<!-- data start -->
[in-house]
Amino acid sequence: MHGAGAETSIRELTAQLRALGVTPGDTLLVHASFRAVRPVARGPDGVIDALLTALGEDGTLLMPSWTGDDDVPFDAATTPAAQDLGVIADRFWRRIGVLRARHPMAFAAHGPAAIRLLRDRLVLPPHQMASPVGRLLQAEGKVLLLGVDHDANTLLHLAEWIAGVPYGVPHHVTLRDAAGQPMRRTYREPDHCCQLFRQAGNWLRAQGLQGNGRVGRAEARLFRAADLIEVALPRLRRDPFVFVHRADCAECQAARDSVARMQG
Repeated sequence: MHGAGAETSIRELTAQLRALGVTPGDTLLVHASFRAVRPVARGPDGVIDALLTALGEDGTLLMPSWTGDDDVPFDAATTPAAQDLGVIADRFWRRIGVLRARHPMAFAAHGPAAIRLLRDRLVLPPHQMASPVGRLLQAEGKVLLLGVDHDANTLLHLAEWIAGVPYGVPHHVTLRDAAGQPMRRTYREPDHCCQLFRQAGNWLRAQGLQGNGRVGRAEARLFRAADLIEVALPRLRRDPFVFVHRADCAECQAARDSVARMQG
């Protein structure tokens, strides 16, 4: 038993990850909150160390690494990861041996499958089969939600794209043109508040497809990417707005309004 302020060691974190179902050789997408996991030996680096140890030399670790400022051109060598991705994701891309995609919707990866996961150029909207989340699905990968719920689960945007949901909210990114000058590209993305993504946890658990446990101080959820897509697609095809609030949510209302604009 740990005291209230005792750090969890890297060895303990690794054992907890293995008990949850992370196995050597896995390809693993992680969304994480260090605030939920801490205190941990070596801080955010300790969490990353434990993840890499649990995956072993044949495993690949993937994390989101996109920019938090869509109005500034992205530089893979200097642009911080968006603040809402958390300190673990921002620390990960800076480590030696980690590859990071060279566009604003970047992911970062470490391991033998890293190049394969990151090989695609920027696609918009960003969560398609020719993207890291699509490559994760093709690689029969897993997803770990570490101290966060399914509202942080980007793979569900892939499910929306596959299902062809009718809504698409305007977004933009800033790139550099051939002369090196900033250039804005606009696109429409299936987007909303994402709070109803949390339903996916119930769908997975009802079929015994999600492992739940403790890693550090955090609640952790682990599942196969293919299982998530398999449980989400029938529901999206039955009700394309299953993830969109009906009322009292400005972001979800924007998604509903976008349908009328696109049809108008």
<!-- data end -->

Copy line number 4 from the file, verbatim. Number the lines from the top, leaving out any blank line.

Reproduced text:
């Protein structure tokens, strides 16, 4: 038993990850909150160390690494990861041996499958089969939600794209043109508040497809990417707005309004 302020060691974190179902050789997408996991030996680096140890030399670790400022051109060598991705994701891309995609919707990866996961150029909207989340699905990968719920689960945007949901909210990114000058590209993305993504946890658990446990101080959820897509697609095809609030949510209302604009 740990005291209230005792750090969890890297060895303990690794054992907890293995008990949850992370196995050597896995390809693993992680969304994480260090605030939920801490205190941990070596801080955010300790969490990353434990993840890499649990995956072993044949495993690949993937994390989101996109920019938090869509109005500034992205530089893979200097642009911080968006603040809402958390300190673990921002620390990960800076480590030696980690590859990071060279566009604003970047992911970062470490391991033998890293190049394969990151090989695609920027696609918009960003969560398609020719993207890291699509490559994760093709690689029969897993997803770990570490101290966060399914509202942080980007793979569900892939499910929306596959299902062809009718809504698409305007977004933009800033790139550099051939002369090196900033250039804005606009696109429409299936987007909303994402709070109803949390339903996916119930769908997975009802079929015994999600492992739940403790890693550090955090609640952790682990599942196969293919299982998530398999449980989400029938529901999206039955009700394309299953993830969109009906009322009292400005972001979800924007998604509903976008349908009328696109049809108008």